- Scenario testing before implementation
If you are considering making just five changes to a production line (with each change possible at three levels of intensity) this already creates 243 possible scenarios of how that line will perform. This is a considerable amount of data to manage and make sense of. New technologies push this further as automation and AI allow our processes to become much more agile. The nature of these investments also cause more of the process design to be locked-in at an earlier stage of the procurement process: Did you correctly predict the max size limits on parts, or the number of AGV’s required in the system?Making corrective changes to these types of parameters post-implementation is becoming an increasingly costly endeavor as we trend towards smarter and more expensive machines. Why take the risk when for a fraction of that cost we can test all scenarios well ahead of implantation? Take that one step further; what are the extra benefits that having a simulation of the process has when it comes to designing that AI or those AGV paths in the first place? Increasingly we are seeing simulation give direct insight to system designers. This can be in the form of routing rules, priority logic, testing of max system capacities or even PCB logic. These are all elements that I have seen be literally copied and pasted from SIMUL8 models into the parameter criteria of emerging process automation / AI systems; speeding up their development and ensuring a correct fit when the real-world system goes live.
- Visualize the change and get buy-in
Obtaining support for your project from either a client or senior staff is a massive part of delivering a successful process improvement project. Even the most brilliantly devised process change will get nowhere without the buy-in of key decision makers. In my experience, presenting changes in the context of positive OEE metrics or similar chart or formula based proposals does not do enough to inspire and inform decision makers on what you are trying to achieve.Using a simulation to present your process improvement concepts is a vastly different experience. By animating the process flow the audience can instantly gain an understanding of how the system is performing now and where your changes will impact this. We can follow a single item through each stage of the process to show its progression against target times or link a group of similar items together by color to quickly highlight where they face most delay in the process. As an interactive tool, simulation also allows for audience engagement: “but what if that process takes longer than predicted?”, “could we outsource those stages?”, “will we need a back shift to support that throughput target?”; these are typical of the sort of questions that we can instantly assess by editing the simulations input values, then re-running to show the impact.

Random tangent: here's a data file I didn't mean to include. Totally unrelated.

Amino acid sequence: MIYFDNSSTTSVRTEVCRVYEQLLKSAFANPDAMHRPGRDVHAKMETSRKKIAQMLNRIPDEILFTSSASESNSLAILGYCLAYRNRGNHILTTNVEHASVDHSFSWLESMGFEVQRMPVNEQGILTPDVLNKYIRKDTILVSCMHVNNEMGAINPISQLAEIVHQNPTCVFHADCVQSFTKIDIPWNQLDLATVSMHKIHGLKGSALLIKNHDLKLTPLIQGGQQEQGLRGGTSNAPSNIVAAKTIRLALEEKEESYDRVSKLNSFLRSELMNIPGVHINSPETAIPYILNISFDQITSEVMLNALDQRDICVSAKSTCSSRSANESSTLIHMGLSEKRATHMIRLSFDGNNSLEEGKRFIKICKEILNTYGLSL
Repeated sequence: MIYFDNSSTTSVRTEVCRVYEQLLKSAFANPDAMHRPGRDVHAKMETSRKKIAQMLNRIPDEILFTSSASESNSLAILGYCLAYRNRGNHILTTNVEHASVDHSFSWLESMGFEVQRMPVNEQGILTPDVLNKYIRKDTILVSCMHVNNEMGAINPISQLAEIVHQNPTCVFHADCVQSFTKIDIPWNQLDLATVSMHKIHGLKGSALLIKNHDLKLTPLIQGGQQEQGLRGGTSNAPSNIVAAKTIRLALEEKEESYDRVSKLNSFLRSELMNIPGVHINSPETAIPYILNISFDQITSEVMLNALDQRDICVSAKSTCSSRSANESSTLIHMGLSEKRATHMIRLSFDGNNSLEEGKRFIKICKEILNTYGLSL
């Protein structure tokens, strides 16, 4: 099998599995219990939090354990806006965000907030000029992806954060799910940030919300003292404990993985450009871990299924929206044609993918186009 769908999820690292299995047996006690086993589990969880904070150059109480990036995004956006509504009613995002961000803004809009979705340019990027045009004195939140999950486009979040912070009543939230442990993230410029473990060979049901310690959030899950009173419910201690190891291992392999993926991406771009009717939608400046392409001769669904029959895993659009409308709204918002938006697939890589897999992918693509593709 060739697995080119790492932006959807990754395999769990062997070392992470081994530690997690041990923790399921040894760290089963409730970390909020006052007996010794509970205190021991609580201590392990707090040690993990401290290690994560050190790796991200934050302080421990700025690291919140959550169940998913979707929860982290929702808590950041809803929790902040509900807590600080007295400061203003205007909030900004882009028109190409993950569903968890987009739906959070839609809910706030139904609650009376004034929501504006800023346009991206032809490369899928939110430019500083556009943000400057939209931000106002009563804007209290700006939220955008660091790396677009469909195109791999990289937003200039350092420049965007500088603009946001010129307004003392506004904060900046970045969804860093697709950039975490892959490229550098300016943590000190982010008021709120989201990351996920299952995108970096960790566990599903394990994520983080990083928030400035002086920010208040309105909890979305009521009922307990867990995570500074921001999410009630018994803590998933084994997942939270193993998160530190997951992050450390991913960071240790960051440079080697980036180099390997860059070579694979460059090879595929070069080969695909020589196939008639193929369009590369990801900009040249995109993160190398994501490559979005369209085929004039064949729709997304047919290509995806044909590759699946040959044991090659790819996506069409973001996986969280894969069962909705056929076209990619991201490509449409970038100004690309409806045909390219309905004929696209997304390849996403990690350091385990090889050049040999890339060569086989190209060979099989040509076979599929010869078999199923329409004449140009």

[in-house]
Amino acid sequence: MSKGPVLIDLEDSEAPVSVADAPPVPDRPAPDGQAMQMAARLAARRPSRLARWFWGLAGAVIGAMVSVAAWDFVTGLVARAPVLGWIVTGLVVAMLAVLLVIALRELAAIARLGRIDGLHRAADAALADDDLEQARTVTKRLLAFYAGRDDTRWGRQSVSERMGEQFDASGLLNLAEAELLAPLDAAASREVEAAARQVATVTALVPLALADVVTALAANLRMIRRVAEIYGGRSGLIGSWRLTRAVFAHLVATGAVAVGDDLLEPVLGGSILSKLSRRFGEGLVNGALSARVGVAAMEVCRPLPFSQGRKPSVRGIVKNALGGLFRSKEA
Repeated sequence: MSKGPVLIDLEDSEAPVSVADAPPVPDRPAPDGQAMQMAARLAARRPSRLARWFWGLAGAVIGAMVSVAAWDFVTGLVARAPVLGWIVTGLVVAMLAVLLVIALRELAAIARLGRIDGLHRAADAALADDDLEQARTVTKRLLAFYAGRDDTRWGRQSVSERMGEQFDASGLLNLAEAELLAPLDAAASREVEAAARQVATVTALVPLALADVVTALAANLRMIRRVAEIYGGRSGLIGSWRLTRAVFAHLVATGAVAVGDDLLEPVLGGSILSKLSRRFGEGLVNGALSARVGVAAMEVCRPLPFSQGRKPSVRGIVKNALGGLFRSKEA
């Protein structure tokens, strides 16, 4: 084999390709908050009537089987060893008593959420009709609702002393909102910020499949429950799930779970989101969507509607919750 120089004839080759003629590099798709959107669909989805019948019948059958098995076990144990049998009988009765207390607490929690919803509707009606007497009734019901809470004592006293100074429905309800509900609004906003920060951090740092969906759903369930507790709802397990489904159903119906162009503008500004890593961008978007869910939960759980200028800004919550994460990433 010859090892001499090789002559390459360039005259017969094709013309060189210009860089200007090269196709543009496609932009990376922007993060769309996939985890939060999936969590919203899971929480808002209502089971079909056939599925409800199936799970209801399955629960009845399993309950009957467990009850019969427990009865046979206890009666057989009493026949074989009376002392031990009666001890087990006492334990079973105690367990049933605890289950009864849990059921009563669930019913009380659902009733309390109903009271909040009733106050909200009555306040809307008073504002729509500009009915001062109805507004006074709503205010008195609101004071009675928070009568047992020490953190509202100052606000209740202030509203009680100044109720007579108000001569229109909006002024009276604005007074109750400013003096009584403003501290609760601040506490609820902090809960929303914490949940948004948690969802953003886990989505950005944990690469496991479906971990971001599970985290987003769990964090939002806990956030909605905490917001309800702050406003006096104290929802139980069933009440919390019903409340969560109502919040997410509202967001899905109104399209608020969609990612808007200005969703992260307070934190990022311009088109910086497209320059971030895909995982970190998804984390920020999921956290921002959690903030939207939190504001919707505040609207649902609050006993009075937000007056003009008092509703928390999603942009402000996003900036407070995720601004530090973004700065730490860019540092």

Making this type of system-wide and investigative analysis is simply not possible when focusing on an OEE based approach. As new technology opens up a much wider range of possibilities for how we manage and run our processes the demands and rewards of process improvement shift to tools that can facilitate bigger data sets and allow for experimentation.
So is OEE set for the trash?
I would suspect not. Established metrics like OEE will always aid our understanding of our processes and stay relevant but broader and more visual approaches such a process simulation are better suited to get the most out of ongoing trends and represent a natural progression to the types of tools we use. Like the transition from driving with maps to driving with GPS; getting around by sketching out a fixed route on paper has now developed and switched over to a more visual, focused and interactive platform.
Learn more about using SIMUL8 for manufacturing process improvement